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Barbara P,   Geriatrician MD   in Brooklyn, NY        show your full name

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Geriatrician MD at Professor of Geriatrics Mount Sinai School of Medicine edit

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  1. Geriatrician (MD)
Questions Answered: 18
Answer a recent question from a Brooklyn, NY caregiver.
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Listed in Castle Connolly's America's Top Doctors •Listed in New York Metro Area's Top Doctors •Special Recognition Award in Geriatric Medicine for outstanding contributions and teaching, SUNY Downstate Medical Center (2007)
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Articles Written
Areas of Expertise edit
Advocate for Patient, Case management by physician, End of life options, Managing the Hospital Experience, Medical Decisions, Medication Management, Medication Review, Patient and family education,
Education edit
  • Medical School- SUNY Downstate
  • Residency- St. Vincents Hospital Medical Center of New York
  • Fellowship- Mount Sinai Medical Center

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Recent advice by Barbara P
Possible Theft By HHC Aide My 94 year old great uncle has a caregiver who I do not trust. I am afraid she has access to his bank accounts and can run off with his money since he is quite wealthy. I suspect she stole around 400K so far because I saw a statement laying around his apartment with significant withdrawals...
When I asked my uncle about it, he appears a bit clueless. Not sure if he has dementia or what, but he's starting to get a bit out of it. I mentioned it to my cousins and we are trying to figure out what to do. What should I do? Your help is appreciated.
Barbara P.'s Expert Answer:     If the patient has decisional capacity and understands - he has the right to do what he wants with his money. If the patient is "clueless" about what is happening with his money - the bank needs to be notified about who is authorized to take money from his accounts. The first step is to have a medical evaluation of the patients decisional capacity and to know if the patient has authorized a power of attorney to anyone to manage his finances. If that POW was not written as "durable" it is no longer valid when the patients loses mental capacity. If there is nobody besides the patient legally in change of his finances, the bank can give you forms to complete for what is called a representative payee- the doctor will need to complete a portion stating the patient cannot manage his own finances. You should also call Adult Protective Services who can walk you through this process .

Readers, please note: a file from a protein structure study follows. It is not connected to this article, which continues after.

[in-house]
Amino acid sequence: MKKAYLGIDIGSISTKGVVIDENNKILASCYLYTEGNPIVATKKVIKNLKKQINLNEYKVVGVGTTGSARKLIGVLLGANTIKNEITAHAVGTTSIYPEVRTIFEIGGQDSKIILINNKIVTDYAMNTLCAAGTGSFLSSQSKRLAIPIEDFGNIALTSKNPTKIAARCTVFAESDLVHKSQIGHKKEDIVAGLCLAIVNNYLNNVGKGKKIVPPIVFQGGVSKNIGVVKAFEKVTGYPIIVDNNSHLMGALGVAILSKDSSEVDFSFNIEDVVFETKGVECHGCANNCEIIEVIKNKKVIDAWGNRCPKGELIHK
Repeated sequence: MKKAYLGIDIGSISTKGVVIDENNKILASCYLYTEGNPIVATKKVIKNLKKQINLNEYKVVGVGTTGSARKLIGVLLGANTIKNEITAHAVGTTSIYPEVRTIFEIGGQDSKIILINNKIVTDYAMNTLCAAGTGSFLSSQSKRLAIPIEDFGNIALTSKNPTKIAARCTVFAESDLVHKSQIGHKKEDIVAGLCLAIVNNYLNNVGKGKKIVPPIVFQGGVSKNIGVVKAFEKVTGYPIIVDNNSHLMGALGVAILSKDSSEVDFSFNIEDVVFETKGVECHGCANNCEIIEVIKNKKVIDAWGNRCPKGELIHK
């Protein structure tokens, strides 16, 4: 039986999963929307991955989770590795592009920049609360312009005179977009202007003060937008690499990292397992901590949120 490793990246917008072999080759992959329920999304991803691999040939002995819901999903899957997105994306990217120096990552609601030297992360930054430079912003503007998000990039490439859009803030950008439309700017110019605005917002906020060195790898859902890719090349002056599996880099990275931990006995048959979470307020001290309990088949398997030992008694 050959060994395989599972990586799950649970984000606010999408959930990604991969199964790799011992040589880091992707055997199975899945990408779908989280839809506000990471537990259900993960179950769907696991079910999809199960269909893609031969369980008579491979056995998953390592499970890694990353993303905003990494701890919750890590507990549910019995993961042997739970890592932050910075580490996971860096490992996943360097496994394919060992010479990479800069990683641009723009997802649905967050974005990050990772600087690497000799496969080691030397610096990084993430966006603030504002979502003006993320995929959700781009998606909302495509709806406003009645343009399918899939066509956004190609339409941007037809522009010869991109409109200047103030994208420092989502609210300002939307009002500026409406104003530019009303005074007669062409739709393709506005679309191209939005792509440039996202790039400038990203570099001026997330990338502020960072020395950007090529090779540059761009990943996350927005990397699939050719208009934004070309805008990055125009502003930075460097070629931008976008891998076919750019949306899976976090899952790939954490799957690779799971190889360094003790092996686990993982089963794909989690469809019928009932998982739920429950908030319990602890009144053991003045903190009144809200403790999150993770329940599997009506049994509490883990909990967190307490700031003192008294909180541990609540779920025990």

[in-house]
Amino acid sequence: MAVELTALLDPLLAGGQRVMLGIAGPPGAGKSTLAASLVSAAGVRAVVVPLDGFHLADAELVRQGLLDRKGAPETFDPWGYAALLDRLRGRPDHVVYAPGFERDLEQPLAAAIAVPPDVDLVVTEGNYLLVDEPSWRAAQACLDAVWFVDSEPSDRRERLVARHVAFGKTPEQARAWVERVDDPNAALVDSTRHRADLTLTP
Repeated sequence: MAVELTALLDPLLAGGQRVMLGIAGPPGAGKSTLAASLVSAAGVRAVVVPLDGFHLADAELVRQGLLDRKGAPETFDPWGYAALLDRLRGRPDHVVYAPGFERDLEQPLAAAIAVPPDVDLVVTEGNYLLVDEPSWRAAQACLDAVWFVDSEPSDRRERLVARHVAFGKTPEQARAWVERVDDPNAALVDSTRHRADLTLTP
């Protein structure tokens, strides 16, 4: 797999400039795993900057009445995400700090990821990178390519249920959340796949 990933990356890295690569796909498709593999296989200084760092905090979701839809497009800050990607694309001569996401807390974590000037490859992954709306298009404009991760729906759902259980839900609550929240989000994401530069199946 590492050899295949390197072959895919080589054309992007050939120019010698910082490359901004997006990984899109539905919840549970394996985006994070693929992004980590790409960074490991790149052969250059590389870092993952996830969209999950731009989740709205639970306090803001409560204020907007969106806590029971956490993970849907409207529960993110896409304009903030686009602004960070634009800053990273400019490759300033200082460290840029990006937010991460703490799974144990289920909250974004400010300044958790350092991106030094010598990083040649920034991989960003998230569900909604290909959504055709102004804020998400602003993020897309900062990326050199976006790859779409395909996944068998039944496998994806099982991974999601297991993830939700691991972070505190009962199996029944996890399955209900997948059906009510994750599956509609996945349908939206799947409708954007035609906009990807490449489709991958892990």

Convincing Medicaid of the Need for Skilled Nursing My father was placed in nursing home and has been there for 37 days. I planned to make this permanent and am awaiting medicaid decision. I got community mediciad so I'm not sure what else medicaid reviews in order to get institutional medicaid approved and/or if I will incur any penalties for withdrawals made over 2,000. My father paid everything with cash or money-order so I had to use what receipts I had (my daughter and myself are on all the accounts). He also has a distributing IRA that went into one of my mother's accounts I am named on and I cannot provide receipts for 2,700 a year that went into that account for the past 5 years. (I am in NYC). In the meantime I thought I had 100 days of medicare coverage while waiting for the medicaid decision. Now medicaid says they ended coverage for skilled nursing. Meanwhile the home says he needs 24 hours supervision and doesn't advise he go home. This is his 4th fall and the police have found him wandering the streets due to sundowners syndrome. He takes aricept, namenda, prozac, depakote and trazadone. Obviously if I am applying for medicaid I cannot pay privately. What options are there for people like this who need 24 hour supervision? And can I fight medicare. IPRO has also declined and I am doing 2nd appeal. Is there anything I could provide that I could provide change their decision? Why wouldn't a person like this need skilled nursing? When you go on alzheimers website they say people like this need skilled people so they can be redirected, etc. when they have mood swings. My father had also threatened to kill himself in front of the social worker and she said I had to go to the hospital or she would call ADP. That led us to adding a psychiatrist to list of people we were seeing. In the meantime, I had to take all these days off to do these things and at this point, I can no longer afford to keep doing that. Help!
Barbara P.'s Expert Answer:     This patient appears to have chronic care, custodial needs which are covered by MedicAid, i.e. long term nursing home, home attendants. Medicare covers skilled needs - which means a nurse, or therapist need to help the patient intermittently. Redirecting a dementia patient is not a skilled nursing need. To help expedite and understand Medicare and Medicaid entitlements - i recommend an elder attorney or the NY Legal Assistance Group (a not-for- profit).
Can I Set Up a Nanny Cam to Check in on My Elderly Mom My mom lives in another state. She can still live independently, but my sisters and I worry about what would happen if she fell and couldn't get to the phone. Can I set up a "nanny cam" in her house to keep an eye on her? Does such a thing exist?
Barbara P.'s Expert Answer:     You can set up a remote camera - and many people do. In addition, your mom should also get a personal emergency response system (PERS). Such systems, are about $35 /month- you wear a button on a necklace and if you fall and press the button it will alert someone to help you.
See all answers by Barbara P.